Plant spring alfalfa in April and May | TheFencePost.com

Plant spring alfalfa in April and May

Richard Snell
Barton County Extension Agent

April provides the optimum conditions for planting spring alfalfa in our area. Spring alfalfa should be planted from early April to early May.

The month of choice for planting spring alfalfa is April. The crop can be planted into May in irrigated situations. While planting alfalfa in the fall increases the amount of forage produced the first year, planting alfalfa in the spring is less risky.

There is usually more moisture and less variance in the weather in the spring, which makes it less risky to plant the alfalfa now. Also, spring planting allows farmers to re-plant if the fall planting fails.

Before planting, farmers need to test the soil for nutrient levels and apply fertilizer to fields, if needed. Phosphorus would be the nutrient most called for, but it depends largely on the individual field.

I recommend choosing a well-adapted variety with a fall dormancy rating of three or four. Resistance to disease and insects also is important.

Alfalfa can be expensive and risky to plant, so it is important that the stand is maintained for as long as possible. Farmers want to produce a high forage quality as long as possible, and pest resistance is the key to that.

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Minimizing tillage can decrease planting costs while helping maintain moisture levels in the soil. I recommend as little seed bed preparation as possible.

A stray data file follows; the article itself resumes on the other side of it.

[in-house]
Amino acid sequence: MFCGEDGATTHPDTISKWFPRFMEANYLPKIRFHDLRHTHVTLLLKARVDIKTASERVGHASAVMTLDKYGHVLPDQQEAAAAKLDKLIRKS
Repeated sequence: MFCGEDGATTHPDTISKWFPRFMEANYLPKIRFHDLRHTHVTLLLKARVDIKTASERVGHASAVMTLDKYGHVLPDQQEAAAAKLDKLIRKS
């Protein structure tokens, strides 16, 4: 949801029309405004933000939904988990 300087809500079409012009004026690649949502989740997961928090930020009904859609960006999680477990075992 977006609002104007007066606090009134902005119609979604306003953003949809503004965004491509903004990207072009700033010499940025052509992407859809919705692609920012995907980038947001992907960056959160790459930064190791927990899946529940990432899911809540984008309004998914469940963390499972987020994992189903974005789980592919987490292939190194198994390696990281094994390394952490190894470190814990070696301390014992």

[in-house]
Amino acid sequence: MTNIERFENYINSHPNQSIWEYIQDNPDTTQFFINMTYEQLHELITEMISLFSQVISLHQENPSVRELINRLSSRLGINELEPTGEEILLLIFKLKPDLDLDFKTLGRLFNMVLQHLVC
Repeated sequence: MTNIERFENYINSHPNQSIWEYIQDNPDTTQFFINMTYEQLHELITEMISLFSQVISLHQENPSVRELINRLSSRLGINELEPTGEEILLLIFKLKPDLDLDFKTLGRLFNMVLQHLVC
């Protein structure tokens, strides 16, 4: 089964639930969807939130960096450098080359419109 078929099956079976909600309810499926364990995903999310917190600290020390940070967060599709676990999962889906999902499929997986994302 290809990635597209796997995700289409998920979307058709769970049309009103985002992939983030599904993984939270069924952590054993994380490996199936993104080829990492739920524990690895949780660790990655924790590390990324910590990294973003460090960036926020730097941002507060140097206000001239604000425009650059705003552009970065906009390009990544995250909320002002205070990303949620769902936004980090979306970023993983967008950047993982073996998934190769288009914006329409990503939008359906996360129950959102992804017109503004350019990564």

The more times the farmer goes across the field, the more it costs and the more moisture is lost. If the field is tilled many times, it dries out the surface. Due to its shallow planting depth, low surface moisture can cause germination and emergence problems for alfalfa.

Farmers should consider the no-till option for planting alfalfa. One alternative is to plant alfalfa into last year’s row crop stubble, such as soybeans or corn. If there are no weeds actively growing, this ground is perfect for planting without any tillage. The crop residue provides protection from erosion and, by not tilling, this method reduces moisture loss, saves time and reduces costs.

However, farmers need to be aware of possible herbicide carryover. Know the herbicide program and be wary of carryover that could damage the alfalfa. Pay attention to the label, because there may be rotation restrictions. Herbicides applied to small grain crops that may have detrimental carryover include Glean, Finesse, Amber, Ally and Peak. Atrazine and atrazine-containing products, which are used often on row crops, also can damage the alfalfa.

Herbicides are available for pre-plant incorporated and post-emergence applications for weed and grass control in alfalfa. I recommend farmers apply herbicide if they anticipate they will have a serious weed problem. Heavy weed pressure could cause establishment problems and lower the quality of the crop.